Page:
The powerhouse operation to treat incontinence in women is the pubovaginal sling procedure. This durable technique first lifted the bladder neck using hammock-like strips of surgically transplanted muscles or ligaments. Germany's P. Frangenheim and W. Stoeckel, in 1914 and 1917 respectively, modified the fascial sling technique first introduced by countryman R. Goebell in 1910 to bolster the bladder and urethra. Others would add their own twists, using synthetic, autologous or cadaver material to create the sling. Secured to the abdominal wall or pelvic bone, the sling lifts the urethra into a normal position.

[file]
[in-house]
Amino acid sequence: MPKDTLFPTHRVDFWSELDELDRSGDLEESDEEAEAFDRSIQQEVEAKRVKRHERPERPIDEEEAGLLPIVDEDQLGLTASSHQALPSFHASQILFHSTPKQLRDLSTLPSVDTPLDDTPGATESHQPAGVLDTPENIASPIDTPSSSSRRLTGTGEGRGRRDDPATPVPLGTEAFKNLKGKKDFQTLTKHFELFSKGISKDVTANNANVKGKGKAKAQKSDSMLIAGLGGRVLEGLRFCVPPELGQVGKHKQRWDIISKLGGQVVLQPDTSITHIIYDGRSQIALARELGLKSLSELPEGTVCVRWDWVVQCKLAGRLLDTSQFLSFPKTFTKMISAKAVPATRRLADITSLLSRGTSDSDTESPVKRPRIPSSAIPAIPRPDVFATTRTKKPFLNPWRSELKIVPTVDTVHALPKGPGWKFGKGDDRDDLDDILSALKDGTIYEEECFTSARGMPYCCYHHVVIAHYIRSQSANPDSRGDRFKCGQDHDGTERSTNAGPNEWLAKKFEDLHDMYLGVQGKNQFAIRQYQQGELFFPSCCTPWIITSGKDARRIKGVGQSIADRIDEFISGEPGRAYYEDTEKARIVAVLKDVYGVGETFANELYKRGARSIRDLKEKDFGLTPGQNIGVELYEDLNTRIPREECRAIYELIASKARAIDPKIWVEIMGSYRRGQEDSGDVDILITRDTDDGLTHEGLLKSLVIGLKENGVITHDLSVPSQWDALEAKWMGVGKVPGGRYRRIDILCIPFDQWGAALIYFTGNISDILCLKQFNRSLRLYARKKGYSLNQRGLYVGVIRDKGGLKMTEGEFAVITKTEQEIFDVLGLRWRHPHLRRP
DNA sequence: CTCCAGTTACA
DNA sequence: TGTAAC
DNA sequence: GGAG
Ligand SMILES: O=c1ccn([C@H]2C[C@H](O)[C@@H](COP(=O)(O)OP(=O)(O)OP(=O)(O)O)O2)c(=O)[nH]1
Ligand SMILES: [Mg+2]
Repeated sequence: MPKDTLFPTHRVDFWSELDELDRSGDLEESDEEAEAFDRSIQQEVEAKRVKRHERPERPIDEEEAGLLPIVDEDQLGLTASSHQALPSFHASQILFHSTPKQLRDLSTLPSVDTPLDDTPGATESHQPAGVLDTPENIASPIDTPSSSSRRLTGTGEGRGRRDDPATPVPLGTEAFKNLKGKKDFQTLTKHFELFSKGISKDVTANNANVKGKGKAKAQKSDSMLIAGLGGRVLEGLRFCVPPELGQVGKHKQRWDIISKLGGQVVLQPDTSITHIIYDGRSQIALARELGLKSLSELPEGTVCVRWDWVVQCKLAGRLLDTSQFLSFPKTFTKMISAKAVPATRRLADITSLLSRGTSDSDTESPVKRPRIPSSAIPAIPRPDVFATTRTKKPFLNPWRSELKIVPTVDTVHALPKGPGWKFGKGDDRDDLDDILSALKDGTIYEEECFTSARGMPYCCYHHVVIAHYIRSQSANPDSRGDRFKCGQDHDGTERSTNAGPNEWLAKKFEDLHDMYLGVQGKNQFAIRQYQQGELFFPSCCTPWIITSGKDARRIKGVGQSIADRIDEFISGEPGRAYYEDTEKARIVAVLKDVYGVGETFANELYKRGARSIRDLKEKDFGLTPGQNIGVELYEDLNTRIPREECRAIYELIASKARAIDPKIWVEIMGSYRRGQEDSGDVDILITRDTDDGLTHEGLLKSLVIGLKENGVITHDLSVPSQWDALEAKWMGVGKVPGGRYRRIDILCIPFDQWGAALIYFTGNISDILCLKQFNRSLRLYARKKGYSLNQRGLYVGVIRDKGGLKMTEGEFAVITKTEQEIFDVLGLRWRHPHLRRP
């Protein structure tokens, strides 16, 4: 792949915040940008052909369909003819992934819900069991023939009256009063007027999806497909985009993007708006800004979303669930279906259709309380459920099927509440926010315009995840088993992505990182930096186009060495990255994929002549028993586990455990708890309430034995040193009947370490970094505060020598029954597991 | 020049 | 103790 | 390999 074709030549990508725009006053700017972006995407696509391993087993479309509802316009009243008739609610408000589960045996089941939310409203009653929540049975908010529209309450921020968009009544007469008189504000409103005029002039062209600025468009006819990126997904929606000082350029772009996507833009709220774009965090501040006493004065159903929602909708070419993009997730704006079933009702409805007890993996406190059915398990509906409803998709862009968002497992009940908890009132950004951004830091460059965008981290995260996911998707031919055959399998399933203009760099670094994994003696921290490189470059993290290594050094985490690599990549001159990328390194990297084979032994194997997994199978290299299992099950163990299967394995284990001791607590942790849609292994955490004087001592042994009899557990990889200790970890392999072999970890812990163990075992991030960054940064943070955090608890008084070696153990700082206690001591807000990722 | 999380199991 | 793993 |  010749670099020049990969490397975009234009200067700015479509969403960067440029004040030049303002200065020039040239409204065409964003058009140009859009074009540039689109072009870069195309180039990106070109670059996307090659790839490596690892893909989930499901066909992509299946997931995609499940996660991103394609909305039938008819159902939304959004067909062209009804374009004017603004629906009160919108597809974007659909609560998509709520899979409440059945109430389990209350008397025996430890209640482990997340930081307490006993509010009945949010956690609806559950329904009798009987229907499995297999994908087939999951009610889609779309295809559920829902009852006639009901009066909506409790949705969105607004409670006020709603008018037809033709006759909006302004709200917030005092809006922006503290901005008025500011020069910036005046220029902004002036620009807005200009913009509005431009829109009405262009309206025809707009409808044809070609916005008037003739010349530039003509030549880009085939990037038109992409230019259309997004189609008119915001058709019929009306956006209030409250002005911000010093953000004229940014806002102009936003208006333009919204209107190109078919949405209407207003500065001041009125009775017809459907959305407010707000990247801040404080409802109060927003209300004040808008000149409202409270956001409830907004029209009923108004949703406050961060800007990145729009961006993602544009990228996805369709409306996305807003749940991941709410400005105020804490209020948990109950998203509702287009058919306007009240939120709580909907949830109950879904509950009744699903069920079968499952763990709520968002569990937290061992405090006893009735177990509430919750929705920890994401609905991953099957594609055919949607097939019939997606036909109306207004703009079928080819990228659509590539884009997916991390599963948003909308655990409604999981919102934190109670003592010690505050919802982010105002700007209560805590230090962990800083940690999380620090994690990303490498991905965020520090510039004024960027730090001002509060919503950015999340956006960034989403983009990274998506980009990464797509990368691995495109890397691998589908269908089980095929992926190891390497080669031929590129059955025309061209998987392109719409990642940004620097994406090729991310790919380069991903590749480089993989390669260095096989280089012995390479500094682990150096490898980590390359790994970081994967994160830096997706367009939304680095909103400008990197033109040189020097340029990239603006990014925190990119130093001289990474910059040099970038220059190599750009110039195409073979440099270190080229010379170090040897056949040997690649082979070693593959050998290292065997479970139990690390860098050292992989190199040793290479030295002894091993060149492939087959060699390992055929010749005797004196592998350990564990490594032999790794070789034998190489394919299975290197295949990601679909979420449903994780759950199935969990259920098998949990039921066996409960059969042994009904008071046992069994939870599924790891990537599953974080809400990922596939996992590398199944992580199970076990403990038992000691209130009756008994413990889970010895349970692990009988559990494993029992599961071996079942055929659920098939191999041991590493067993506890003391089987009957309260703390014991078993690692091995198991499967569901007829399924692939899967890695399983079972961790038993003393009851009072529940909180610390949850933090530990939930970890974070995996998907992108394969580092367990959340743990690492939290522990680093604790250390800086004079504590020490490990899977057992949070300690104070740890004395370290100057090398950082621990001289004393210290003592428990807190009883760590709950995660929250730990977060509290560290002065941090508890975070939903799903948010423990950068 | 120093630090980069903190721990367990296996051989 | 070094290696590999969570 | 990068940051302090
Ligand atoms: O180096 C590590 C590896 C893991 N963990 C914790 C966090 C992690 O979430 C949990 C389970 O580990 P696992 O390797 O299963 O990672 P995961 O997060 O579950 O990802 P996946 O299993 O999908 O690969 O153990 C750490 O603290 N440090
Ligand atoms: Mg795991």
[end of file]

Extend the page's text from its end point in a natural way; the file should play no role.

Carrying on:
But stress incontinence is not exclusive to females. Dating to early 1900, the approaches to control male incontinence have been legion. In the 1920s, for instance, New York's Oswald S. Lowsley tightened muscles along the male urethra for better constriction.
Yet the bigger milestones involved the use of internal and external devices to compress the urethra or sphincter. The forerunners of today's Cunningham and Baumrucker penile clamps were crude devices that emerged circa 1750 that were used outside the penis to clamp it and constrict the urethra.